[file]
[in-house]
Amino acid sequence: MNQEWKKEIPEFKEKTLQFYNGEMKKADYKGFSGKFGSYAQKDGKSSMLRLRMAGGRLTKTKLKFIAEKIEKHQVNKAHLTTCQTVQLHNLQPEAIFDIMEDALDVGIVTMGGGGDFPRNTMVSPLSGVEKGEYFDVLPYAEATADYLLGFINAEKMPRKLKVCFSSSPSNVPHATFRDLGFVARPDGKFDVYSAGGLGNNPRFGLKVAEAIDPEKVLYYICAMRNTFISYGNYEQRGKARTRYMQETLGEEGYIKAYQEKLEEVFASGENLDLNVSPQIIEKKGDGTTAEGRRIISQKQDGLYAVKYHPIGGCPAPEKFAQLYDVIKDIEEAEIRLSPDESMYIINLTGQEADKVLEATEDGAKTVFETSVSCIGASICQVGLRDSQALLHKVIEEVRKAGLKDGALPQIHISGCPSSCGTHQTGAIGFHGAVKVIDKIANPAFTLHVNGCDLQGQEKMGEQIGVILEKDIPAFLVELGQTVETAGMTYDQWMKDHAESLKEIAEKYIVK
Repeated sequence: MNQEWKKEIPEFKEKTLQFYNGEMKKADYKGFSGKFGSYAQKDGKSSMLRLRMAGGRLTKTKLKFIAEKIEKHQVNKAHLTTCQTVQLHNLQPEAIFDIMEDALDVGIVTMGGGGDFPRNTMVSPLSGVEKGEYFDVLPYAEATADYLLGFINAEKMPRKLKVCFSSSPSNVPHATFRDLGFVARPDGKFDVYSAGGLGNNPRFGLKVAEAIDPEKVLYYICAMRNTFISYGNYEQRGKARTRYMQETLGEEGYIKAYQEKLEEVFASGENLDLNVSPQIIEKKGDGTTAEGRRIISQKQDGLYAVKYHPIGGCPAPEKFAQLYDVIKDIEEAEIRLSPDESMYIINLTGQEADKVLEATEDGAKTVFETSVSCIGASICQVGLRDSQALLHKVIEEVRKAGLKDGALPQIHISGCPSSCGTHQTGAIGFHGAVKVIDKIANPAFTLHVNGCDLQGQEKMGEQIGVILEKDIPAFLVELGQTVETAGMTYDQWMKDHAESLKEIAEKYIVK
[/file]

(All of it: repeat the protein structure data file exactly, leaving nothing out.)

[in-house]
Amino acid sequence: MNQEWKKEIPEFKEKTLQFYNGEMKKADYKGFSGKFGSYAQKDGKSSMLRLRMAGGRLTKTKLKFIAEKIEKHQVNKAHLTTCQTVQLHNLQPEAIFDIMEDALDVGIVTMGGGGDFPRNTMVSPLSGVEKGEYFDVLPYAEATADYLLGFINAEKMPRKLKVCFSSSPSNVPHATFRDLGFVARPDGKFDVYSAGGLGNNPRFGLKVAEAIDPEKVLYYICAMRNTFISYGNYEQRGKARTRYMQETLGEEGYIKAYQEKLEEVFASGENLDLNVSPQIIEKKGDGTTAEGRRIISQKQDGLYAVKYHPIGGCPAPEKFAQLYDVIKDIEEAEIRLSPDESMYIINLTGQEADKVLEATEDGAKTVFETSVSCIGASICQVGLRDSQALLHKVIEEVRKAGLKDGALPQIHISGCPSSCGTHQTGAIGFHGAVKVIDKIANPAFTLHVNGCDLQGQEKMGEQIGVILEKDIPAFLVELGQTVETAGMTYDQWMKDHAESLKEIAEKYIVK
Repeated sequence: MNQEWKKEIPEFKEKTLQFYNGEMKKADYKGFSGKFGSYAQKDGKSSMLRLRMAGGRLTKTKLKFIAEKIEKHQVNKAHLTTCQTVQLHNLQPEAIFDIMEDALDVGIVTMGGGGDFPRNTMVSPLSGVEKGEYFDVLPYAEATADYLLGFINAEKMPRKLKVCFSSSPSNVPHATFRDLGFVARPDGKFDVYSAGGLGNNPRFGLKVAEAIDPEKVLYYICAMRNTFISYGNYEQRGKARTRYMQETLGEEGYIKAYQEKLEEVFASGENLDLNVSPQIIEKKGDGTTAEGRRIISQKQDGLYAVKYHPIGGCPAPEKFAQLYDVIKDIEEAEIRLSPDESMYIINLTGQEADKVLEATEDGAKTVFETSVSCIGASICQVGLRDSQALLHKVIEEVRKAGLKDGALPQIHISGCPSSCGTHQTGAIGFHGAVKVIDKIANPAFTLHVNGCDLQGQEKMGEQIGVILEKDIPAFLVELGQTVETAGMTYDQWMKDHAESLKEIAEKYIVK